Monday, January 13, 2020

Observations About Reverend Arthur Dimmesdale from "The Scarlett Letter"

"Happy are you, Hester, that wear the scarlet letter openly upon your bosom! Mine burns in secret! Thou little knowest what a relief it is, after the torment of a seven years' cheat, to look into an eye that recognizes me for what I am!" (17.18)

The fictional character of Reverend Arthur Dimmesdale is the most fascinating character, next to Hester Prynne herself, created by Nathaniel Hawthorne for his 1850 novel The Scarlet Letter. Arthur was a Puritan minister in Puritan New England. This means that he believed in predestination, where one believes that one cannot choose salvation, for it is the privilege of God alone. All features of salvation are determined by God's sovereignty, including choosing those who will be saved. The Puritans distinguished between "justification," or the gift of God's grace given to the elect, and "sanctification," the holy behavior that supposedly resulted when an individual had been saved. Keeping the commandments of God was proof of your faith and salvation, but falling short of living in accordance with the commandments of God could prove that you were not among the elect.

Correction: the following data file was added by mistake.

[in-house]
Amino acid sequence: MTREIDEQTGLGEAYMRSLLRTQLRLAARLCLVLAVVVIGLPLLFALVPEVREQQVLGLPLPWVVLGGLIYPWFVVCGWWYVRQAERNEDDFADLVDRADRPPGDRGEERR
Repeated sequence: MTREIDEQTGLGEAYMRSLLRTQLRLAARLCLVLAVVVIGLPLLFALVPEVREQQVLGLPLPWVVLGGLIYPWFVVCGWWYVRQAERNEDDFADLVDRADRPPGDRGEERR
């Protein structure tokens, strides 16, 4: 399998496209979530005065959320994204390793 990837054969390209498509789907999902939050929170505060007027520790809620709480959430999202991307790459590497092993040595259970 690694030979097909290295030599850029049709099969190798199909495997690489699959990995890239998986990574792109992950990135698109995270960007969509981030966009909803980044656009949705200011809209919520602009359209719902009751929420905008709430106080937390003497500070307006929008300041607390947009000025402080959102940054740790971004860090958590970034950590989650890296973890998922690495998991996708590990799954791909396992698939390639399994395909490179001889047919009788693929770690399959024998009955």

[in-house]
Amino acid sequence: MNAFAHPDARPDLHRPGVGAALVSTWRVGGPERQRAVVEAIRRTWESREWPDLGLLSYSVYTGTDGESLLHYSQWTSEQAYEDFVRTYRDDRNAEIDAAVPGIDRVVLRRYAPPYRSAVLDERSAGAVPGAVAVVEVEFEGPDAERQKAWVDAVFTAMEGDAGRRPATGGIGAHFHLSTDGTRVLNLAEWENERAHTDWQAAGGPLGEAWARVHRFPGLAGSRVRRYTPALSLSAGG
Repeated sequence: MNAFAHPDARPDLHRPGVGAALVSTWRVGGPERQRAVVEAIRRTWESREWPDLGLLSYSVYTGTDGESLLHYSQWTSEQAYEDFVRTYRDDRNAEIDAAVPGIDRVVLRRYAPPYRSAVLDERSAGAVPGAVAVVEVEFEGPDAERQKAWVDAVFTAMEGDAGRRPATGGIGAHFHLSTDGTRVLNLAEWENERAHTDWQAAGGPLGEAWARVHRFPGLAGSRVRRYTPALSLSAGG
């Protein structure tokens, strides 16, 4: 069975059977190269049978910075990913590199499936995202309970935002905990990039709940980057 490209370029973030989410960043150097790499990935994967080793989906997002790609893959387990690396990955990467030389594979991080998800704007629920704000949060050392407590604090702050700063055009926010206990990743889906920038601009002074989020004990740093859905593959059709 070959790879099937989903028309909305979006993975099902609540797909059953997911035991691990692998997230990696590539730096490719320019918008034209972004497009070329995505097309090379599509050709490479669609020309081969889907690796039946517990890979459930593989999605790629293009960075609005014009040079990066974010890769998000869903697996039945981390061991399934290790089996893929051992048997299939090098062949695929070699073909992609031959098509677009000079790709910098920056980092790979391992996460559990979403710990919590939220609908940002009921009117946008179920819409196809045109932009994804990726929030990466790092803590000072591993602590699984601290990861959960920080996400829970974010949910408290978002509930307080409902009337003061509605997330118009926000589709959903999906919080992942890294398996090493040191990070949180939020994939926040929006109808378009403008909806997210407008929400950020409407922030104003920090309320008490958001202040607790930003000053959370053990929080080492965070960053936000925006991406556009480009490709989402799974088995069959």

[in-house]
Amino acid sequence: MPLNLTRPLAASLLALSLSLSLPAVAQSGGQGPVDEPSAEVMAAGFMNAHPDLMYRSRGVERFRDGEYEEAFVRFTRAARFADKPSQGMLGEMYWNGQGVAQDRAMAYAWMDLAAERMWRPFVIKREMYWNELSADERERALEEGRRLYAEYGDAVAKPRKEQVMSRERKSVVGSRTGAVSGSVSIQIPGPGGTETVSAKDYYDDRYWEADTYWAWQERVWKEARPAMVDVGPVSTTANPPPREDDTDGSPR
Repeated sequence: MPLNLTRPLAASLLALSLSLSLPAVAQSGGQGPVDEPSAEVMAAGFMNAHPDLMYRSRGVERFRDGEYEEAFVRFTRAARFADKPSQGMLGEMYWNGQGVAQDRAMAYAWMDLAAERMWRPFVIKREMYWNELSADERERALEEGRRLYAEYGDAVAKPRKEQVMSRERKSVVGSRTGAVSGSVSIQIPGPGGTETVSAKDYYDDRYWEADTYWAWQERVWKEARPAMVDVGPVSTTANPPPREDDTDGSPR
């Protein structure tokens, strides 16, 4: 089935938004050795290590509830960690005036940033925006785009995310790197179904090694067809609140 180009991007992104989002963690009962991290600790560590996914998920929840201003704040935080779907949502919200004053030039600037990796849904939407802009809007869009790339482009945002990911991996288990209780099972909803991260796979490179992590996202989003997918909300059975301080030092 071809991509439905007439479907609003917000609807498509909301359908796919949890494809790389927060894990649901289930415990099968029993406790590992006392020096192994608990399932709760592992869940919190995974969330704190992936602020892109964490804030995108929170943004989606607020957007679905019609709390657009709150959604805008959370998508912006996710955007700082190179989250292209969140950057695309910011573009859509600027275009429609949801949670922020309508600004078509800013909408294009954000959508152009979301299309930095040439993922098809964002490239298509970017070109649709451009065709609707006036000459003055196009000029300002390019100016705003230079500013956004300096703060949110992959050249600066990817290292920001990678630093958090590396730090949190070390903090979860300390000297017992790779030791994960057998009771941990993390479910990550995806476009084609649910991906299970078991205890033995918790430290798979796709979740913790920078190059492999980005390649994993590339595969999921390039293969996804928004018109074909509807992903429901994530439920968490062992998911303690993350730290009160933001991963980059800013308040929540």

In light of this, let us determine the character of Arthur Dimmesdale. Readers are told that he was a scholar of some renown at Oxford University. He is devoted to God, passionate in his religion, and effective in the pulpit. He also has the principal conflict in the novel, and his agonized suffering is the direct result of his inability to disclose his sin. We don't know one thing about why this apparently sincere, devout Puritan minister decided that it was a good idea to sneak off into the forest with a married woman, Hester Prynne, which brings about a child named Pearl. But we do know that he feels bad about it, so bad that his inward trouble drove him to practices more in accordance with "the old, corrupted faith of Rome than with the better light of the church in which he had been born and bred."

Dimmesdale faces a problem that is both simple and paradoxical: the knowledge of his sin, his inability to disclose it to Puritan society, and his desire for confession. He attempts to ameliorate the pressure of this position by punishing himself (both physically and mentally) and by insisting to his parishioners that he is a base, worthless creature. Without the awareness of his specific crime, however, his flock takes his protestations of worthlessness as further evidence of his holiness (a fact of which he is well aware) since, in the Puritan conception, awareness of one's sinful worthlessness is a necessary component of whatever virtue is available to humans; thus, Dimmesdale has been taken as an example of a conflict typical of Puritans (or seen as such by Hawthorne from his historical distance).

The fact that Hester takes all of the blame for their shared sin goads his conscience, and his resultant mental anguish and physical weakness open up his mind and allow him to empathize with others. Consequently, he becomes an eloquent and emotionally powerful speaker and a compassionate leader, and his congregation is able to receive meaningful spiritual guidance from him.